November 25th, 2013
David Bowie is opening night. Photo by Dean Tomlinson/Art Gallery of Ontario.
Toronto can’t get enough of David Bowie. In response to overwhelming public demand, we’re extending the exhibition David Bowie is yet again, by two days, marking an unprecedented third round of extensions. Originally set to close this Wednesday, the exhibition will now run until Friday, Nov. 29, at 8:30 p.m.
Praised as “essential viewing for superfans” by blogTO, the smash hit exhibition from London’s acclaimed Victoria and Albert Museum was previously expanded twice to include evening hours on several weekdays and special Monday openings. Remaining hours for Bowie fans and pop-culture lovers to take in the experience include:
- TODAY: Monday, Nov. 25 – special opening from 10 a.m. to 8:30 p.m.
- Tuesday, Nov. 26 – 10 a.m. to 5:30 p.m.
- Wednesday, Nov. 27 – 10 a.m. to midnight
- Thursday, Nov. 28 – 10 a.m. to 5:30 p.m.; and
- Friday, Nov. 29 – 10 a.m. to 8:30 p.m.
Tickets are now on sale and can be booked in person, by phone at 416-979-6655 and online by visiting ago.net/david-bowie-is.
Regular-priced timed-entry tickets for David Bowie is are $21.50 for youth ages 17 and under, $26.50 for seniors and $30 for adults. Admission is FREE for AGO members and for children five and under.
November 18th, 2013
By Sherry Phillips, Conservator of Contemporary and Inuit Art
One of the six bone porcelain tea cups, English, dated approx. 1822-30.
Tea Service (Conservators will wash the dishes)
Early 19th-century tea cups were temporarily removed from the AGO’s collection in order to be used for tea tastings by museum staff. Together, a group of conservators, a registrar, an interpretive planner, a curator, an artist and an art critic drank out of the re-animated cups, experiencing them through all of their senses and through shared conversation.
Three types of tea were served: Bai Hao Yin Zhen white tea (China), Tung Ting oolong (Taiwan) and a dark, 2001 Lahu Wild Trees 1,000-year-old Pu-erh (China). Before and after the action, a museum conservator washed the dishes. The action was documented by photography.
One of several meetings to determine if and how the cups would be used for the artwork.
Diane Borsato — artist, tea sommelier, beekeeper — brought her passion for tea and the culture around it to life in a unique way as part of her residency at the Art Gallery of Ontario. Her initial request was simple: could we allow a museum artifact to become a functional object again? Part of my role as the conservation contact for the Artist-in-Residence program is to try and help the group realize the artists’ ideas during their stay.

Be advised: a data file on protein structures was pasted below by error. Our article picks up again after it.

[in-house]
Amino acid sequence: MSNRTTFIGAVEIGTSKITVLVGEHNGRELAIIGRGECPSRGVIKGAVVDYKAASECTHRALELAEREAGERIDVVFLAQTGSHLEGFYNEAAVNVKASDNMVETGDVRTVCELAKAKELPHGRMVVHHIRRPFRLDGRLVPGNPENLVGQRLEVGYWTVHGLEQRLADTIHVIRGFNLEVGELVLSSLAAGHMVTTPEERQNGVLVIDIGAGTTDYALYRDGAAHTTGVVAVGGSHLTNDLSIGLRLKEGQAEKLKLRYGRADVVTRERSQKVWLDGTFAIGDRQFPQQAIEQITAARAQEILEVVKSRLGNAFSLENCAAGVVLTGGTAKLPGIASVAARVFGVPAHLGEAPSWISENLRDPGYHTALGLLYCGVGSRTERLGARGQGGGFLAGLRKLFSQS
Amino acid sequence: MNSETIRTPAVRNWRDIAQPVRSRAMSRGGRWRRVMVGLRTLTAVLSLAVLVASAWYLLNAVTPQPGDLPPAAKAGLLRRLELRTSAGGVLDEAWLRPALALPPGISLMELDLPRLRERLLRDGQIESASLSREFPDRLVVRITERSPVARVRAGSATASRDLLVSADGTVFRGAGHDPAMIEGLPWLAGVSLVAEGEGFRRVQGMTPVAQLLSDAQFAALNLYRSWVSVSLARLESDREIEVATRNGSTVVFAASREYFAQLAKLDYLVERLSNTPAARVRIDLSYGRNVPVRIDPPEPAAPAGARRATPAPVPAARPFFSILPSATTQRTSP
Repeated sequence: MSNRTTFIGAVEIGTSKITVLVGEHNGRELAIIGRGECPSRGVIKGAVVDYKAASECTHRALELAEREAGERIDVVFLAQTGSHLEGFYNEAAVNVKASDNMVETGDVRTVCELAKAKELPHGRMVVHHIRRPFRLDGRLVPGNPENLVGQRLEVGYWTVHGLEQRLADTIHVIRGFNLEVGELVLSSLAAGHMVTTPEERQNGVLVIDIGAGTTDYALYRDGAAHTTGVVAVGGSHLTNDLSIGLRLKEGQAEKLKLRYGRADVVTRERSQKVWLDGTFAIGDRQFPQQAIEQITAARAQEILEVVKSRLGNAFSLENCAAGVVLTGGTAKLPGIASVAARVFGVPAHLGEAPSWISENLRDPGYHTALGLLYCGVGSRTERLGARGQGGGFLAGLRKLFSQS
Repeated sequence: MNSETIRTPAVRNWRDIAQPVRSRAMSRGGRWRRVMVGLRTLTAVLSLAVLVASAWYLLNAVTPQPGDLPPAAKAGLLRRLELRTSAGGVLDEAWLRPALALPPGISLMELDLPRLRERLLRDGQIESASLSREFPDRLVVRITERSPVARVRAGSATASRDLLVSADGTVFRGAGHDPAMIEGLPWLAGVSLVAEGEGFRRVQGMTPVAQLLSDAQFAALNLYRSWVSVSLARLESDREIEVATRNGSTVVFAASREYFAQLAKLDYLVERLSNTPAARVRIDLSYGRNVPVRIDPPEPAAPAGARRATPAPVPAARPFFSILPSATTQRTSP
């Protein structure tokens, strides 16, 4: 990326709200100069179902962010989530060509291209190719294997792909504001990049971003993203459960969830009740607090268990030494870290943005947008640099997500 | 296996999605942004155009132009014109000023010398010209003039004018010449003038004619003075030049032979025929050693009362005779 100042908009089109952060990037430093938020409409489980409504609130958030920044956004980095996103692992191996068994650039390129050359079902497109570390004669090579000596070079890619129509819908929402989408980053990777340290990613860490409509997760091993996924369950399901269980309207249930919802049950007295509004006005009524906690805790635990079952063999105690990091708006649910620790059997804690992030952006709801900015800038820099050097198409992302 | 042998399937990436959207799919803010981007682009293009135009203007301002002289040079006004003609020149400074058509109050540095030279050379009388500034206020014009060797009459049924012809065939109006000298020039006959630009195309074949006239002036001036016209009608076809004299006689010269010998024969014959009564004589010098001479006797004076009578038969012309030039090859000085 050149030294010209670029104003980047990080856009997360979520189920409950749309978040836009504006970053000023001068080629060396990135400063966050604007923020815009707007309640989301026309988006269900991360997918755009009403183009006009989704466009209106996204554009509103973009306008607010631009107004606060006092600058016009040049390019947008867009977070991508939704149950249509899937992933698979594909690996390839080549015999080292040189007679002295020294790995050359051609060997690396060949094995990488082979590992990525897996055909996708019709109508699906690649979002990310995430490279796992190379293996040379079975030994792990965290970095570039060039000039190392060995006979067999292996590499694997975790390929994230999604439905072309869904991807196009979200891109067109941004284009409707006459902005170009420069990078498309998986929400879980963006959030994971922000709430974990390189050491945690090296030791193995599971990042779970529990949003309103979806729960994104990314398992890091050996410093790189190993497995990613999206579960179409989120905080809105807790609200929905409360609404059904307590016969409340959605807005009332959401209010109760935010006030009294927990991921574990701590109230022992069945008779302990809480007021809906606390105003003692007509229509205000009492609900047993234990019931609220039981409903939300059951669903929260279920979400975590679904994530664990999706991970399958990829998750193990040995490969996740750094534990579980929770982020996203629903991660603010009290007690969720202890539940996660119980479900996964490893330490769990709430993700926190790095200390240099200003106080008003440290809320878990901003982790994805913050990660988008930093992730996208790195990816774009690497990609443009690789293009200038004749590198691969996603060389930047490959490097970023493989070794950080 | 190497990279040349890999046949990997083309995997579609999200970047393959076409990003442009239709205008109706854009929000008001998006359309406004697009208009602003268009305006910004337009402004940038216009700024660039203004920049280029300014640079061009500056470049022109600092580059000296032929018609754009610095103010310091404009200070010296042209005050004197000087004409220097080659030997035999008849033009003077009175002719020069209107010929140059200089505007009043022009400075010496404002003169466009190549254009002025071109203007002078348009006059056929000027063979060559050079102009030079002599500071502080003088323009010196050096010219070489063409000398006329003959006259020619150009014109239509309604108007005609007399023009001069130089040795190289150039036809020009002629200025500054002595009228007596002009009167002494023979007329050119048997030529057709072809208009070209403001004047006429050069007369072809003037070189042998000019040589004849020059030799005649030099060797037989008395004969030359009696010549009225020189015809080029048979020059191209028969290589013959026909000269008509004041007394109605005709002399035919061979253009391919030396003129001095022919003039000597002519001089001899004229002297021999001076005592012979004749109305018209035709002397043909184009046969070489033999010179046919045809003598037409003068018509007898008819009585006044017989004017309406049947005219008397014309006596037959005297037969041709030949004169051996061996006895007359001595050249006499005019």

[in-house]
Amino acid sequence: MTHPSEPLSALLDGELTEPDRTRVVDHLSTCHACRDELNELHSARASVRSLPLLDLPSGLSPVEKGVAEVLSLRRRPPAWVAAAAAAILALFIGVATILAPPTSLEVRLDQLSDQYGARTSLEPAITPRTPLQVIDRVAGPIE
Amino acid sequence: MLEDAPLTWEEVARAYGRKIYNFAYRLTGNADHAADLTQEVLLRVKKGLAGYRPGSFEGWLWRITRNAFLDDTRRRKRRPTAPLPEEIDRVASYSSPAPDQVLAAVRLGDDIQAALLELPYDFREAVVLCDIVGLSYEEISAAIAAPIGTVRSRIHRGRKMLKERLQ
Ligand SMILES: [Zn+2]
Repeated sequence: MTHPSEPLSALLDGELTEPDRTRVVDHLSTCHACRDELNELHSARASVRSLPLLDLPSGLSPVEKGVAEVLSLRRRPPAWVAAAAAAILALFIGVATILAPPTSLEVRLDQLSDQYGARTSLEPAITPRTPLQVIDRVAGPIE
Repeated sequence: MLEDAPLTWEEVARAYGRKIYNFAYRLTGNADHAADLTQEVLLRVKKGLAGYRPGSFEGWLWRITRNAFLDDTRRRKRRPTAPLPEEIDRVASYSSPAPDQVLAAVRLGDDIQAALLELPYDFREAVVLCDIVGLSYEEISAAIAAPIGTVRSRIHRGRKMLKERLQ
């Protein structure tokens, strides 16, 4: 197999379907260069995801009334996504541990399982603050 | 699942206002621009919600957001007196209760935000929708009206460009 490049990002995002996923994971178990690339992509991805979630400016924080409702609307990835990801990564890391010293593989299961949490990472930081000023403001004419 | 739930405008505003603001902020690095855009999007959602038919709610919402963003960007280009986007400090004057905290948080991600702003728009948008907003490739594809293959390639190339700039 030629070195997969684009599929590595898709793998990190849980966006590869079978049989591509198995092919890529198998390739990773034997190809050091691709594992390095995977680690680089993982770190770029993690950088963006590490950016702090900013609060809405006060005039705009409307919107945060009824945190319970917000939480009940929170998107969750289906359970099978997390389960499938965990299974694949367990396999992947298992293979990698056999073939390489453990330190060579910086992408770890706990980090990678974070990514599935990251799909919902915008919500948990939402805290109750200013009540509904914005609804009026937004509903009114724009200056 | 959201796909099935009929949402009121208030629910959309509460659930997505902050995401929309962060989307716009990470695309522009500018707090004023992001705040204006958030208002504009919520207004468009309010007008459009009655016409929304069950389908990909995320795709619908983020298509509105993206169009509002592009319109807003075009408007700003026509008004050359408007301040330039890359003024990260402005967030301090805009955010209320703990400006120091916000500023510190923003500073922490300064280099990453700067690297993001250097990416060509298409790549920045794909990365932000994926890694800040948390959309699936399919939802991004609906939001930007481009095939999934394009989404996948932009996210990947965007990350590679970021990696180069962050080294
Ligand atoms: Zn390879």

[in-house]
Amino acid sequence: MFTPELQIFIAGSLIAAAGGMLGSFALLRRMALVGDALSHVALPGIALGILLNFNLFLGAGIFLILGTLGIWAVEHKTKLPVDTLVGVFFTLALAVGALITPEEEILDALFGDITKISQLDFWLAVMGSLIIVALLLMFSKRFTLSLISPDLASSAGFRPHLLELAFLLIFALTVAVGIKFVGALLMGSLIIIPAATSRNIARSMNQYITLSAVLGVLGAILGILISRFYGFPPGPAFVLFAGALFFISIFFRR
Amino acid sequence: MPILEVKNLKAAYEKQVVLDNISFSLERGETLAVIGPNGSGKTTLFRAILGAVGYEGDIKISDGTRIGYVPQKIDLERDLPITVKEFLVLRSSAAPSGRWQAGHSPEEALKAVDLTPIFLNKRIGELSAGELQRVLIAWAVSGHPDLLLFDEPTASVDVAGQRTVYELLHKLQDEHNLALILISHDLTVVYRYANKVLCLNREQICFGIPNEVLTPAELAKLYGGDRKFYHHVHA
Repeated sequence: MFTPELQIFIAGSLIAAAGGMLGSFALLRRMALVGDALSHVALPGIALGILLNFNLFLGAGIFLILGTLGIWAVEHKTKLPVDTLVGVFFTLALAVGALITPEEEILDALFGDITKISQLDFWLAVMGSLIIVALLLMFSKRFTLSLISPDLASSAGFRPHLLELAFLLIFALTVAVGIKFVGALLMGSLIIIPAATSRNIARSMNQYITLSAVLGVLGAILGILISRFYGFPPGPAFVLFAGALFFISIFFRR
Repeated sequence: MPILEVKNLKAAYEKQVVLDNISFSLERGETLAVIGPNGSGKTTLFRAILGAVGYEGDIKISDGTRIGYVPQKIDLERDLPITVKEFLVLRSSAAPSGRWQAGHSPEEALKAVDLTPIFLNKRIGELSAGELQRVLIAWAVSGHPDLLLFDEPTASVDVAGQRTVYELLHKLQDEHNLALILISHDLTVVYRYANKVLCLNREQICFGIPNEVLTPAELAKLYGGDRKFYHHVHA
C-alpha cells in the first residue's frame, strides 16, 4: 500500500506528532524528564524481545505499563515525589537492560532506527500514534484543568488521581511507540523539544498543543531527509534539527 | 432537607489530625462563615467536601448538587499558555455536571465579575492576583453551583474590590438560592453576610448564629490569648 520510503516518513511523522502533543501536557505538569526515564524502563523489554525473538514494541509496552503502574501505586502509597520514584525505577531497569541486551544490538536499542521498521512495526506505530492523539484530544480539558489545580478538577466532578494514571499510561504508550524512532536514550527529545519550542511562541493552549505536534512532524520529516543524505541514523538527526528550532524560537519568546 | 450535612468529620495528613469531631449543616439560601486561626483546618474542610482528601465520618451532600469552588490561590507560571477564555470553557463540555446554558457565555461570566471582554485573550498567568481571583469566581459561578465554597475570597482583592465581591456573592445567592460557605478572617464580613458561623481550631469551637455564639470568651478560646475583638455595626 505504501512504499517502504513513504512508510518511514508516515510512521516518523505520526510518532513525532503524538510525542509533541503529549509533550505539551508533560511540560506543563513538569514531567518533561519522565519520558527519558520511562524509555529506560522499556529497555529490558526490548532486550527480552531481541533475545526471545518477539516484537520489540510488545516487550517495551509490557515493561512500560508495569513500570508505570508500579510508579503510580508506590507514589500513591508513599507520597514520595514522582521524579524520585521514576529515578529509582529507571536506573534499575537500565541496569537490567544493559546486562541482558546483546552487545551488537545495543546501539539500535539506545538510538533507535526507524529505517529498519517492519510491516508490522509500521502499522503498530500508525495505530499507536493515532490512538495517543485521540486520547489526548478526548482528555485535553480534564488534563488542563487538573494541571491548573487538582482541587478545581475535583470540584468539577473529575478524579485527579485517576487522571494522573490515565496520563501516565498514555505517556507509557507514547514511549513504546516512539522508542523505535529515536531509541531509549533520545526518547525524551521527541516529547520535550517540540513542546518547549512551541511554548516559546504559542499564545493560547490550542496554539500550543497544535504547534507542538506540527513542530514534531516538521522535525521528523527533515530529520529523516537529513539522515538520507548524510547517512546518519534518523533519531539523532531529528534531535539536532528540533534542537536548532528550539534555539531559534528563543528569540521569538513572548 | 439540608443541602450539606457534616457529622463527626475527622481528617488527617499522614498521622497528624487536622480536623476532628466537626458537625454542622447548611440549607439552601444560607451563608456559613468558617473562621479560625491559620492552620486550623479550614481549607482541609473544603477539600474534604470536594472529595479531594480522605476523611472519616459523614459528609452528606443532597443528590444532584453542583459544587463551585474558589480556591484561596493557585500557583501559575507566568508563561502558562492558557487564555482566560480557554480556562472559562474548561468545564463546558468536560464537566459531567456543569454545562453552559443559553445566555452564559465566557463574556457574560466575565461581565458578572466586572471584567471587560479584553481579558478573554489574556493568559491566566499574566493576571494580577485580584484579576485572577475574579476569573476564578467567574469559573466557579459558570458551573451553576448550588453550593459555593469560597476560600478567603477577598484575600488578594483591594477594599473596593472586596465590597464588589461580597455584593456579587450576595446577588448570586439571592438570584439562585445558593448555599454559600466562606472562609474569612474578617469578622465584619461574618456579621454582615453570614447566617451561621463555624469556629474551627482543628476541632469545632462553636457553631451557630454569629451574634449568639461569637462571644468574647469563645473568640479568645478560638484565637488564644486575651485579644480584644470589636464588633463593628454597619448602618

The discussion leading up to the proposed tea was more complex and richer than anything we anticipated.
Diane wished to use a tea set from the Grange collection and host a tea for a small group of staff members. Tea time is something of a tradition within the Canadian conservation community so it seemed to be a good, if unorthodox, fit. The tea would occur in the Conservation department, where she imagined “mischievous” conservators might be tempted to use a museum tea cup. She would choose a selection of teas, brew them appropriately and serve them to the group in the cups; it would be an hour of tea tasting, experience and dialogue.
Conservators Sherry Phillips and Maria Sullivan examine the glazing under the microscope.
Long before we could even approve the tea project, a group consisting of the artist, the registrar, the historical site coordinator of the Grange, the deputy director of collections, the manager of Conservation and the manager of Artist-in-Residence program met in the library of the Grange to chat about the project potential.
Is an imaginary line crossed when an object transitions from an everyday practical object to a museum artifact? What does it mean to take an object back across that line, to have it become a practical object again, even for a short time? The group’s thoughts ranged from strong discomfort bordering on refusal to a very measured approval based on research, history and application of certain conditions. The Grange collection is slightly unusual within an art gallery context but typical for an interpretive historic site. Many of the pieces were collected specifically to animate the house and have no connection to the original Boulton family. While there may be monetary value inherent in the object, the meaning of these six English bone china teacups and saucers (circa 1830) within the Grange context is minimal.
Conservator Sherry Phillips “washing the dishes.”
Regardless, the cups and saucers are accessioned objects and part of the history of the Grange and the early days of the AGO. They are fragile. There are cracks and open inclusions (trapped impurities) in the lead-based glazes. A sudden exposure to high heat could cause damage, or a simple accident during the tea could result in breakage. Our conversation staff discussed all this and more during the initial meeting but at the end the project was approved by the group.
The cups and saucers were brought to the Conservation department like any artifact — placed in a shallow box in their most stable orientation, protected by acid-free tissue and supported by weighted bags. They did not travel as teacups, cup upright and on a saucer. We examined the cups for stability, then cleaned in preparation for the tea.
Jennifer Fisher and Maria Sullivan smelling the pu-erh tea leaves.
The tea was a great success. Conversation was engaging, lively and ran the gamut from the history of china manufacture in England and Chinese export ware to the servant-employer relationship in 19th-century Toronto homes, the history of collecting in museums and definitions of value, to tea-drinking customs and tea production. Diane invited a special guest, critic and York University professor Jennifer Fisher, who will be writing about the experience.